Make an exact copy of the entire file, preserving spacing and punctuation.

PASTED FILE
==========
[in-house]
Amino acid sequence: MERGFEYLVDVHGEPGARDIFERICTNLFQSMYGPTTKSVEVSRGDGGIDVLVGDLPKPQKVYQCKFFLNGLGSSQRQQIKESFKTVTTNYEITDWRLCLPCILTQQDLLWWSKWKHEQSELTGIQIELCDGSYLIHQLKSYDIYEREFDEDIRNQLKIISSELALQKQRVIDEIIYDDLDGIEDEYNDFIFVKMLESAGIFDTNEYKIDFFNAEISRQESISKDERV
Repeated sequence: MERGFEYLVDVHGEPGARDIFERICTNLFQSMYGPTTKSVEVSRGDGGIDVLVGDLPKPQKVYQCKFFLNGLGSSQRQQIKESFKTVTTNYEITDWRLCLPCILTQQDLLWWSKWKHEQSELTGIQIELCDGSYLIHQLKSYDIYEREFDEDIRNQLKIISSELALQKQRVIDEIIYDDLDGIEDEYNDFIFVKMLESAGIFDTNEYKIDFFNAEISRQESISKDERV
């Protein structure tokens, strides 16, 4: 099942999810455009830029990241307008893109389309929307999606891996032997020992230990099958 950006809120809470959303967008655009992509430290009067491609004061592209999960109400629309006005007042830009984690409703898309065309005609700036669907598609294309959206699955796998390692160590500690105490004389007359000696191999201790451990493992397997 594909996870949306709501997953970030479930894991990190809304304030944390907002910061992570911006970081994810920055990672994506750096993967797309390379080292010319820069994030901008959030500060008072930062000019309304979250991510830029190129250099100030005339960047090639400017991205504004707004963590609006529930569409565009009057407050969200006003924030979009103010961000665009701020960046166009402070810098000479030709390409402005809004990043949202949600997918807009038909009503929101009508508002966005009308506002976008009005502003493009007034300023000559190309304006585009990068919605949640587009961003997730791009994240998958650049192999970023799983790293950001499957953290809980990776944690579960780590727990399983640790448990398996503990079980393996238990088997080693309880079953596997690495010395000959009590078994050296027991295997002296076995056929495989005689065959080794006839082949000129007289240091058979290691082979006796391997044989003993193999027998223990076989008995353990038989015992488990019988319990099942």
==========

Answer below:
[in-house]
Amino acid sequence: MERGFEYLVDVHGEPGARDIFERICTNLFQSMYGPTTKSVEVSRGDGGIDVLVGDLPKPQKVYQCKFFLNGLGSSQRQQIKESFKTVTTNYEITDWRLCLPCILTQQDLLWWSKWKHEQSELTGIQIELCDGSYLIHQLKSYDIYEREFDEDIRNQLKIISSELALQKQRVIDEIIYDDLDGIEDEYNDFIFVKMLESAGIFDTNEYKIDFFNAEISRQESISKDERV
Repeated sequence: MERGFEYLVDVHGEPGARDIFERICTNLFQSMYGPTTKSVEVSRGDGGIDVLVGDLPKPQKVYQCKFFLNGLGSSQRQQIKESFKTVTTNYEITDWRLCLPCILTQQDLLWWSKWKHEQSELTGIQIELCDGSYLIHQLKSYDIYEREFDEDIRNQLKIISSELALQKQRVIDEIIYDDLDGIEDEYNDFIFVKMLESAGIFDTNEYKIDFFNAEISRQESISKDERV
């Protein structure tokens, strides 16, 4: 099942999810455009830029990241307008893109389309929307999606891996032997020992230990099958 950006809120809470959303967008655009992509430290009067491609004061592209999960109400629309006005007042830009984690409703898309065309005609700036669907598609294309959206699955796998390692160590500690105490004389007359000696191999201790451990493992397997 594909996870949306709501997953970030479930894991990190809304304030944390907002910061992570911006970081994810920055990672994506750096993967797309390379080292010319820069994030901008959030500060008072930062000019309304979250991510830029190129250099100030005339960047090639400017991205504004707004963590609006529930569409565009009057407050969200006003924030979009103010961000665009701020960046166009402070810098000479030709390409402005809004990043949202949600997918807009038909009503929101009508508002966005009308506002976008009005502003493009007034300023000559190309304006585009990068919605949640587009961003997730791009994240998958650049192999970023799983790293950001499957953290809980990776944690579960780590727990399983640790448990398996503990079980393996238990088997080693309880079953596997690495010395000959009590078994050296027991295997002296076995056929495989005689065959080794006839082949000129007289240091058979290691082979006796391997044989003993193999027998223990076989008995353990038989015992488990019988319990099942």